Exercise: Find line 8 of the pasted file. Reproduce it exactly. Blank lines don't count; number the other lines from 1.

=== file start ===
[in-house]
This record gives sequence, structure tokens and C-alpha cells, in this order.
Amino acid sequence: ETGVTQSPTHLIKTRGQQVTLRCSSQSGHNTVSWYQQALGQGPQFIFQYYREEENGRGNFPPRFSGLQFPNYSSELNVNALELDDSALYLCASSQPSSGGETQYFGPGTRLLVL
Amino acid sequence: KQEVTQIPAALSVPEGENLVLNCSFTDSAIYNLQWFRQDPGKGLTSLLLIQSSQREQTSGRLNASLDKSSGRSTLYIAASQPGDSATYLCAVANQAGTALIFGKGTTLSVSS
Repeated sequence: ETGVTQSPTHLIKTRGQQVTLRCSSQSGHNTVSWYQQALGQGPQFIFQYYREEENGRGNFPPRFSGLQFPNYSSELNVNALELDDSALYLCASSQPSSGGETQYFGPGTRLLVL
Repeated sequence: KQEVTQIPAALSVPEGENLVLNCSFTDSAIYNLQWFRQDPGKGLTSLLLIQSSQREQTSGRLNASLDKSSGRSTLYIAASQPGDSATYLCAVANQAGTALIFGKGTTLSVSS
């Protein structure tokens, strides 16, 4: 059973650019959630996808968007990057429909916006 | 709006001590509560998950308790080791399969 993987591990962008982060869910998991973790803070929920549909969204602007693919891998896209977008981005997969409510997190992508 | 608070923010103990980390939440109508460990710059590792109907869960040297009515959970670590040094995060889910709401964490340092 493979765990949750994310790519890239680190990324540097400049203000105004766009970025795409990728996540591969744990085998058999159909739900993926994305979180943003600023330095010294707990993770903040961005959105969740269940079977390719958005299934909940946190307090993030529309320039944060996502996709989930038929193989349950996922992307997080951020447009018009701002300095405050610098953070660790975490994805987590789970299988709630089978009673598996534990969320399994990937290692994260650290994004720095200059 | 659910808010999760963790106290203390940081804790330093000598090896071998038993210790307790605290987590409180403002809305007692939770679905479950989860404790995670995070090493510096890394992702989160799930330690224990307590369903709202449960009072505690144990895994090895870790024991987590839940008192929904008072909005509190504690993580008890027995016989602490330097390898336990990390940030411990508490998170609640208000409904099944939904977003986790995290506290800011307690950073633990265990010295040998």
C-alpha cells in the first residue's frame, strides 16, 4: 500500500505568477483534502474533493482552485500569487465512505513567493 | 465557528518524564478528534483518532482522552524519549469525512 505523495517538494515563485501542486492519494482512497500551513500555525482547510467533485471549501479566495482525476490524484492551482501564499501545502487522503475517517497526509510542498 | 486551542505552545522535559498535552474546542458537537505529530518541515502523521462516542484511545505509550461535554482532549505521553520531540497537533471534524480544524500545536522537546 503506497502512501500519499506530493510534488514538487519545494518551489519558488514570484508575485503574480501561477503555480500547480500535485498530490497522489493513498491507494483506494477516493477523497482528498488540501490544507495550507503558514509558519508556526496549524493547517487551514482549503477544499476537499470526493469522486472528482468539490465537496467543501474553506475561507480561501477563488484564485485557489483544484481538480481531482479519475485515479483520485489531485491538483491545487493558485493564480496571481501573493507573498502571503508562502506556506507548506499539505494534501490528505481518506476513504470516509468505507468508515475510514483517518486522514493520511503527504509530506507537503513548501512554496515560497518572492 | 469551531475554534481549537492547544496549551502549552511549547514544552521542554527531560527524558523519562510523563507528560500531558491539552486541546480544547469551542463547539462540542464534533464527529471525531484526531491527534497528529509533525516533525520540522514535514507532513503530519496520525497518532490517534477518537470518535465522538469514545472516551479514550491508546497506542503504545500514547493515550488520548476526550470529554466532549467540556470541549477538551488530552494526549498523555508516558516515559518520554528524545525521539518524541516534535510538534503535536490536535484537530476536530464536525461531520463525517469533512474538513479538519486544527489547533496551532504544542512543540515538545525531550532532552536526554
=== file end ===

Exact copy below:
C-alpha cells in the first residue's frame, strides 16, 4: 500500500505568477483534502474533493482552485500569487465512505513567493 | 465557528518524564478528534483518532482522552524519549469525512 505523495517538494515563485501542486492519494482512497500551513500555525482547510467533485471549501479566495482525476490524484492551482501564499501545502487522503475517517497526509510542498 | 486551542505552545522535559498535552474546542458537537505529530518541515502523521462516542484511545505509550461535554482532549505521553520531540497537533471534524480544524500545536522537546 503506497502512501500519499506530493510534488514538487519545494518551489519558488514570484508575485503574480501561477503555480500547480500535485498530490497522489493513498491507494483506494477516493477523497482528498488540501490544507495550507503558514509558519508556526496549524493547517487551514482549503477544499476537499470526493469522486472528482468539490465537496467543501474553506475561507480561501477563488484564485485557489483544484481538480481531482479519475485515479483520485489531485491538483491545487493558485493564480496571481501573493507573498502571503508562502506556506507548506499539505494534501490528505481518506476513504470516509468505507468508515475510514483517518486522514493520511503527504509530506507537503513548501512554496515560497518572492 | 469551531475554534481549537492547544496549551502549552511549547514544552521542554527531560527524558523519562510523563507528560500531558491539552486541546480544547469551542463547539462540542464534533464527529471525531484526531491527534497528529509533525516533525520540522514535514507532513503530519496520525497518532490517534477518537470518535465522538469514545472516551479514550491508546497506542503504545500514547493515550488520548476526550470529554466532549467540556470541549477538551488530552494526549498523555508516558516515559518520554528524545525521539518524541516534535510538534503535536490536535484537530476536530464536525461531520463525517469533512474538513479538519486544527489547533496551532504544542512543540515538545525531550532532552536526554